Netronics Professional ASCII keyboard with a surprise inside
This is a Netronics Research and Development Limited Professional ASCII keyboard. It was originally found in a Times Sinclair lot on eBay and it had a cutout of a ZX81 keyboard advertisement taped to it that would show you the Sinclair ZX81 keys. My first thought was that it had an interface to one of the Timex Sinclair 1000s in the lot (there were three of them) but to my surprise, I found a Sinclair ZX81 inside the Netronics keyboard.
I have not yet taken it apart but I did have to clean up the key caps. These are Stackpole discrete switches that are have a slightly different construction than those on the Deskthority wiki. I’ve also found these key switches in a Heathkit H8 front panel. I haven’t decided if I will remove the Sinclair ZX81 and restore the keyboard to it’s original specification but if I ever fin a Netronics Elf II (that matches this keyboard), restoration will be a certainty. My hope is to find one and mate the computer with the keyboard.
It is historically interesting on the “homebrew” front and is a very nice example otherwise.
Further update with internal photos of the ZX81 implementation.
I love this. Its the vintage version of what people are doing today with Raspberry PI’s. It appears that the cutout in the rear panel was done by who ever installed the ZX81 board to have access to the board edge “fingers”.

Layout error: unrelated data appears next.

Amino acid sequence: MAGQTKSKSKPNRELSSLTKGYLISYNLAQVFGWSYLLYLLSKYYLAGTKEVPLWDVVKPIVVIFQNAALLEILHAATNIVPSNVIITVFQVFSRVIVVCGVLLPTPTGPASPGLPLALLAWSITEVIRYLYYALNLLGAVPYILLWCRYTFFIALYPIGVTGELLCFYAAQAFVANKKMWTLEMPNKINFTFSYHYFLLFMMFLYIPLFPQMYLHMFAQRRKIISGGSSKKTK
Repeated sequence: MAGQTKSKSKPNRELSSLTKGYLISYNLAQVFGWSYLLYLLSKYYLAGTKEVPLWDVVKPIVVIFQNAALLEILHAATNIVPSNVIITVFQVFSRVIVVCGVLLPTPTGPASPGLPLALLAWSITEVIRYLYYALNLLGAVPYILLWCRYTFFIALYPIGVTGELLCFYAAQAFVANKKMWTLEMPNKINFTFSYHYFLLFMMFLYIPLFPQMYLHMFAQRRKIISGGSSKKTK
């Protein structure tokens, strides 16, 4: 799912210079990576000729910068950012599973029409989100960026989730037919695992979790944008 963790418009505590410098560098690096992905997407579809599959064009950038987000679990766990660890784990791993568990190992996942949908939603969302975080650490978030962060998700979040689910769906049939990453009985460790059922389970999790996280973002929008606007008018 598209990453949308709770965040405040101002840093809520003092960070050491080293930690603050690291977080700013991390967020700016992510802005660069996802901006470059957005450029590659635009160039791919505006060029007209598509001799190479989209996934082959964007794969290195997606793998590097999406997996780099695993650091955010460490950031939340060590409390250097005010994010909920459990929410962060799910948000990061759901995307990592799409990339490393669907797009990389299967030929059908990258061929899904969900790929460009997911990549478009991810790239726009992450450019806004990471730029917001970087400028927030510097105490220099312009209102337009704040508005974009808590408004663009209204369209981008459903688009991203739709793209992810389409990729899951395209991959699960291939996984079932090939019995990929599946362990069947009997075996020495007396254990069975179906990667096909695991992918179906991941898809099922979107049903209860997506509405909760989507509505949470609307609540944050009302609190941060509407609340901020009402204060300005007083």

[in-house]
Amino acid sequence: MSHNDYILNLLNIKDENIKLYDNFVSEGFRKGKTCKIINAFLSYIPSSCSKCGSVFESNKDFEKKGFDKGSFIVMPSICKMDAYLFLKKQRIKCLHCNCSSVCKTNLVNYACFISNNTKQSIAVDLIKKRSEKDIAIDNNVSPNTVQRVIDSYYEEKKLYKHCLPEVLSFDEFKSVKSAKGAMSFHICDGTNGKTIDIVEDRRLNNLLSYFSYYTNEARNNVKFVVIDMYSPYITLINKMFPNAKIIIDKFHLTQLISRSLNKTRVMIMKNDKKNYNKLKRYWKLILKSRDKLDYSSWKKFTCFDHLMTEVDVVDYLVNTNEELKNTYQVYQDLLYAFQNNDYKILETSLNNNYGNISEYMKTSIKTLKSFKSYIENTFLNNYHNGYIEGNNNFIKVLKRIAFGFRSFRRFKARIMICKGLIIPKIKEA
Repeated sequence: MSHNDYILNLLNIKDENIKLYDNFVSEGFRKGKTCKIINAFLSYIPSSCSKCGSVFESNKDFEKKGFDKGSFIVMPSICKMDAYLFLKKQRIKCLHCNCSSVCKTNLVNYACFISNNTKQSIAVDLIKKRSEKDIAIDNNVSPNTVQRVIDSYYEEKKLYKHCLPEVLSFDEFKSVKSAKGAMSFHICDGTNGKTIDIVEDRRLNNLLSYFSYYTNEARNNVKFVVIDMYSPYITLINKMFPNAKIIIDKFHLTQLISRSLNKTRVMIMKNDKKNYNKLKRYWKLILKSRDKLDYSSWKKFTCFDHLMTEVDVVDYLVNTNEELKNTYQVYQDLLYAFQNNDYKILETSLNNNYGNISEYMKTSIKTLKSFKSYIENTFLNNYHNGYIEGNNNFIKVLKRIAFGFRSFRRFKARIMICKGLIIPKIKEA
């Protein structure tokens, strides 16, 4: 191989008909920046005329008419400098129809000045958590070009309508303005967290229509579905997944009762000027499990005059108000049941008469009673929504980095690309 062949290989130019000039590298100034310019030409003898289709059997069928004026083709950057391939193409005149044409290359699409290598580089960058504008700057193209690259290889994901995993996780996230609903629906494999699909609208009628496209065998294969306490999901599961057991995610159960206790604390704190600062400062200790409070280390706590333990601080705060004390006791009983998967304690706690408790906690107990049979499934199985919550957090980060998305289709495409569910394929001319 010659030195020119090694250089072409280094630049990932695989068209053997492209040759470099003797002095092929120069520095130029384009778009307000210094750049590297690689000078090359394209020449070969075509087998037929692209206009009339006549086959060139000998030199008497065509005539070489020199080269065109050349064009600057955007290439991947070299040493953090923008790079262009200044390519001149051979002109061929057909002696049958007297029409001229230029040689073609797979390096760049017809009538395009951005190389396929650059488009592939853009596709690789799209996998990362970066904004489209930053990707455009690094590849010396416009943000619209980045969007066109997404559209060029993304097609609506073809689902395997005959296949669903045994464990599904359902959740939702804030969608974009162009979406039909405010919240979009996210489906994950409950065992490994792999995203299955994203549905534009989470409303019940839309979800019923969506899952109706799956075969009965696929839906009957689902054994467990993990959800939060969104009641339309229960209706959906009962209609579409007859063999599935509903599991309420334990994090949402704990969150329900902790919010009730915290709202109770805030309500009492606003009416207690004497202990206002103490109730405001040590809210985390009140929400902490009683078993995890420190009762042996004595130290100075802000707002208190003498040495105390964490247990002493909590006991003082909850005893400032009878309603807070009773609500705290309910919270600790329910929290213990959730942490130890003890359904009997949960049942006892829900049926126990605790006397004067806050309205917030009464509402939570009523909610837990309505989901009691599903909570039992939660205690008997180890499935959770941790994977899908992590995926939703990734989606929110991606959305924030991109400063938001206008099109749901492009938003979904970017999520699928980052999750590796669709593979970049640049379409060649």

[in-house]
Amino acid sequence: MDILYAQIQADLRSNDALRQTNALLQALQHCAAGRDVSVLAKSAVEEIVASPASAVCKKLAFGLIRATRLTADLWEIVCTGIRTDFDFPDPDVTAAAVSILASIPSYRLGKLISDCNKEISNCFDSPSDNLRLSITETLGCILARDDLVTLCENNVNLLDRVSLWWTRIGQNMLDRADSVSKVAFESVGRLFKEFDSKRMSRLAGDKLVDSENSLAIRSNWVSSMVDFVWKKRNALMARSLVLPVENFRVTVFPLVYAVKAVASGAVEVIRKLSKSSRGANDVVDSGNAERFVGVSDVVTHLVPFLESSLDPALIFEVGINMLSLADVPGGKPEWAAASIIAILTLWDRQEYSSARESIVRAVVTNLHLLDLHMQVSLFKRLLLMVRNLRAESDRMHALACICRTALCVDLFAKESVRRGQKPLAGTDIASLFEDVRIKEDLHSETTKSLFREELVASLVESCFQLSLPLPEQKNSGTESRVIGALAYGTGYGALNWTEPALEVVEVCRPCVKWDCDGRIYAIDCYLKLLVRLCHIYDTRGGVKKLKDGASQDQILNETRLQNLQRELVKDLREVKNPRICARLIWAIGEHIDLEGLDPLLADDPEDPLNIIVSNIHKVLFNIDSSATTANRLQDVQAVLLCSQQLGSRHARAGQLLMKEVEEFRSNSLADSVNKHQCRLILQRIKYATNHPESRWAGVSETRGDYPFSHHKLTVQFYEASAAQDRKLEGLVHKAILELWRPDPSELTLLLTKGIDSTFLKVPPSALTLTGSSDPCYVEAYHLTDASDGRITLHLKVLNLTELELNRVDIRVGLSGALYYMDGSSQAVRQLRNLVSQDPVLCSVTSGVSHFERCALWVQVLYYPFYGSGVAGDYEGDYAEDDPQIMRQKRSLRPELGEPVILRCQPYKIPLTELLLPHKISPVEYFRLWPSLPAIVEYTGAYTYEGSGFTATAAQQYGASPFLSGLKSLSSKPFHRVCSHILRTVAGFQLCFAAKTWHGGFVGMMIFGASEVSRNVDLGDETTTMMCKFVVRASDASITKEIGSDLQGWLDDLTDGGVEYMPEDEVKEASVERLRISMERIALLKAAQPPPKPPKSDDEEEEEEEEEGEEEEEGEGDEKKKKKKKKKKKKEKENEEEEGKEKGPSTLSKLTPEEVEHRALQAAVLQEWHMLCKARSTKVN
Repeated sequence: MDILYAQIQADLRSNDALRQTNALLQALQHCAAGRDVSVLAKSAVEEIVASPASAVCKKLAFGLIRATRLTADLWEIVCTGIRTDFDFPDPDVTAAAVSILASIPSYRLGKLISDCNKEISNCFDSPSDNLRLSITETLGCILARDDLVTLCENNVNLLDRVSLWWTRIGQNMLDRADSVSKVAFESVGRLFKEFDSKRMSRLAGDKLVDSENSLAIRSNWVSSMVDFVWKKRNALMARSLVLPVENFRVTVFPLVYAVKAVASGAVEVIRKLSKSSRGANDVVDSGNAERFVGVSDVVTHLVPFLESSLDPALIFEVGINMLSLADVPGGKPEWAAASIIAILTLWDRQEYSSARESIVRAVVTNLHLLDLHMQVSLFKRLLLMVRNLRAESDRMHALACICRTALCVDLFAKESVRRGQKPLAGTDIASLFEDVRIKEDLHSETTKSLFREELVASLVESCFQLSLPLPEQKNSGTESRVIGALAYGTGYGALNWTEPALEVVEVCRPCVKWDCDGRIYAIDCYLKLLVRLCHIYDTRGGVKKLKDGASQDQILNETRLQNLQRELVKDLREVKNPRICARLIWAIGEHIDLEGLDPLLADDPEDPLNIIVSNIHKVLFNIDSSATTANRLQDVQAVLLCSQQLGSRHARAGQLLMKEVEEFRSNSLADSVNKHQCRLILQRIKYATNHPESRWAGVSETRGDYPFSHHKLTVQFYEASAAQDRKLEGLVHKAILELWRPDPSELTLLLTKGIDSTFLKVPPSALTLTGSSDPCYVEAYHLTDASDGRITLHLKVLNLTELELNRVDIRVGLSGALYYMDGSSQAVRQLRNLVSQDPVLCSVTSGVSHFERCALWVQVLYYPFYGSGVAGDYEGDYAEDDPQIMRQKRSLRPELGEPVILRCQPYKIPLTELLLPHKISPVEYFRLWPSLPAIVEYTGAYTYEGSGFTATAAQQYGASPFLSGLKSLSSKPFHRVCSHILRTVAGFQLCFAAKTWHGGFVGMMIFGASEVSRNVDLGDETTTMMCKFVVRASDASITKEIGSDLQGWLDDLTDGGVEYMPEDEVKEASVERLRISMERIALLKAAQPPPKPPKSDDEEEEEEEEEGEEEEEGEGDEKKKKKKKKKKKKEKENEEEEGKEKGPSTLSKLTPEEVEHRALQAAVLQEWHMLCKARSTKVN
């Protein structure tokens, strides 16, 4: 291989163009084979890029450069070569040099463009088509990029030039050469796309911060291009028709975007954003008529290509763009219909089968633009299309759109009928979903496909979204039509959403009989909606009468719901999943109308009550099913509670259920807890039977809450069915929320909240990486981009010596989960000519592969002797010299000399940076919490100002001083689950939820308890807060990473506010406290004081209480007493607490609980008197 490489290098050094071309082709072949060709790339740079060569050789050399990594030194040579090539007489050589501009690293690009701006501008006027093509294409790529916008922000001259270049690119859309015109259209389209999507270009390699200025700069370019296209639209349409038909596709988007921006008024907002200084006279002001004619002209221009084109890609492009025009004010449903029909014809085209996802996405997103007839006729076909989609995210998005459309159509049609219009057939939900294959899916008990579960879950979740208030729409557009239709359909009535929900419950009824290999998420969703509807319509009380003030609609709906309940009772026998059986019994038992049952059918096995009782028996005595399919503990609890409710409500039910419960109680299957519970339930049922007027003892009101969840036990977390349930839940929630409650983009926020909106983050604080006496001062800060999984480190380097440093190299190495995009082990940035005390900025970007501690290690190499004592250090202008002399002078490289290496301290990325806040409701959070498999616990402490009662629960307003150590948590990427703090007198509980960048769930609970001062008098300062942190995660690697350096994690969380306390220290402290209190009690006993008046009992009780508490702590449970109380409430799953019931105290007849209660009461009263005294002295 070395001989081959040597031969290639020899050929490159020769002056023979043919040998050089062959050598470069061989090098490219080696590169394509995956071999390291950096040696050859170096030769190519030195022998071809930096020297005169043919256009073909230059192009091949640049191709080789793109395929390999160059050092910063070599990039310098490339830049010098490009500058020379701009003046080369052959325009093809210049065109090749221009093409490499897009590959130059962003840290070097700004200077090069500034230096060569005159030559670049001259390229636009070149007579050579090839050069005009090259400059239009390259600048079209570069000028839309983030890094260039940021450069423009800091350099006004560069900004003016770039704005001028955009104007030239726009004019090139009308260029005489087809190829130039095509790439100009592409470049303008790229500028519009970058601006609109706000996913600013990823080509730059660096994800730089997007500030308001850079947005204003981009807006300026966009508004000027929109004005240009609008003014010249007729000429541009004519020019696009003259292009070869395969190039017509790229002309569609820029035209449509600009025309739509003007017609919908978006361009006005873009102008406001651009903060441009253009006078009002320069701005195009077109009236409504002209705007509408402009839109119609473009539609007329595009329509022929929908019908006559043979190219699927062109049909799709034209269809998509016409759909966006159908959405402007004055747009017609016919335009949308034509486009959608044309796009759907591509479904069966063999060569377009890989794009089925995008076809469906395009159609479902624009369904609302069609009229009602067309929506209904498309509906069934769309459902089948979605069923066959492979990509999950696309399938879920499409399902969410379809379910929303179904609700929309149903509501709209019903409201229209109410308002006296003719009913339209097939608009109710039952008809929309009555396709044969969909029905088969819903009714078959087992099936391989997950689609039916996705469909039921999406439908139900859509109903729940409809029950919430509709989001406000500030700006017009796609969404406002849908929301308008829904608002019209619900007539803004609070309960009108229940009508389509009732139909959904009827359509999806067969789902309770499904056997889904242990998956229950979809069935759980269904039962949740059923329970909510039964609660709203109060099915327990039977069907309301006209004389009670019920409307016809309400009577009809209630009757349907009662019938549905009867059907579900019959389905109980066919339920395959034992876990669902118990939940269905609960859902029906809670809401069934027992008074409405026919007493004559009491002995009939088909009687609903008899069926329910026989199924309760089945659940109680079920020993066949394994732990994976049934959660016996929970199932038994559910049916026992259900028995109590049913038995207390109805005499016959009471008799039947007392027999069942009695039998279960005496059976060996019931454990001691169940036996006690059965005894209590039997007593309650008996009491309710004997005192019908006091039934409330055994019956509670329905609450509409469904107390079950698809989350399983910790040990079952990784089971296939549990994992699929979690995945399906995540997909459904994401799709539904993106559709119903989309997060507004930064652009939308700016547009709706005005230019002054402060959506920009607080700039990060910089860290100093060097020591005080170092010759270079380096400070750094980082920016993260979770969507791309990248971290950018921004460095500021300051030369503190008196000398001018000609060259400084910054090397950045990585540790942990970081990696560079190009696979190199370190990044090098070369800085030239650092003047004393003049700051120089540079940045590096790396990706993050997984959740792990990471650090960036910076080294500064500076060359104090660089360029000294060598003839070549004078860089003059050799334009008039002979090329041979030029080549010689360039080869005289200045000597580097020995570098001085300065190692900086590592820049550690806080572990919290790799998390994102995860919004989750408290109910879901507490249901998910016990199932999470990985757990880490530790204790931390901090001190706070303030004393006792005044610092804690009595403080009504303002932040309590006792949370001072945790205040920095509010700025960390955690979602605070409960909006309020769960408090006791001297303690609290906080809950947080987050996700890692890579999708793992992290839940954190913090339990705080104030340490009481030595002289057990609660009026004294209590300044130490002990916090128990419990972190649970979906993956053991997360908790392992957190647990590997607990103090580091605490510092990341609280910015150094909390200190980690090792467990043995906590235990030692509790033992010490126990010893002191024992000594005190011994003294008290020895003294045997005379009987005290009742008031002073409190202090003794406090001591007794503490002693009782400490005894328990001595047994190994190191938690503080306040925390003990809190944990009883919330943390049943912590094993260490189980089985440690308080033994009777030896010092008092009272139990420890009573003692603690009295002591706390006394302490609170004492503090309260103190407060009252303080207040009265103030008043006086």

Originally there would have been a video board as well – these terminals were also used on the Explorer 85 also made by Netronics.
I love seeing old ASCII keyboards. You know you’re looking at one when Shift-2 produces a double quote, and the parentheses are above 8 and 9. These keyboards produce true ASCII character output — there is no keymap. That’s why the characters over the number keys are what they are — the shift key literally toggles bit 6 from a 1 to a 0 so that the character produced is in a different range of the character set, but the less significant bits remain the same.
I have a complete and working Elf II at home. The Video Display Board, together with a composite monitor, turned the keyboard into a VT100(?) compatible serial terminal. By itself the keyboard can be used by the Elf as parallel ASCII keyboard. Unfortunately my Video Display Board has not survived, but both the monitor and the keyboard still work.
I still have this keyboard, (2 actually I think). I used it both as a terminal and connected to a Explorer/85.
I originally used it (and the computer itself) with the circuit boards in cardboard boxes as the metal cases were an additional big expense. DId mess up TV/Radio reception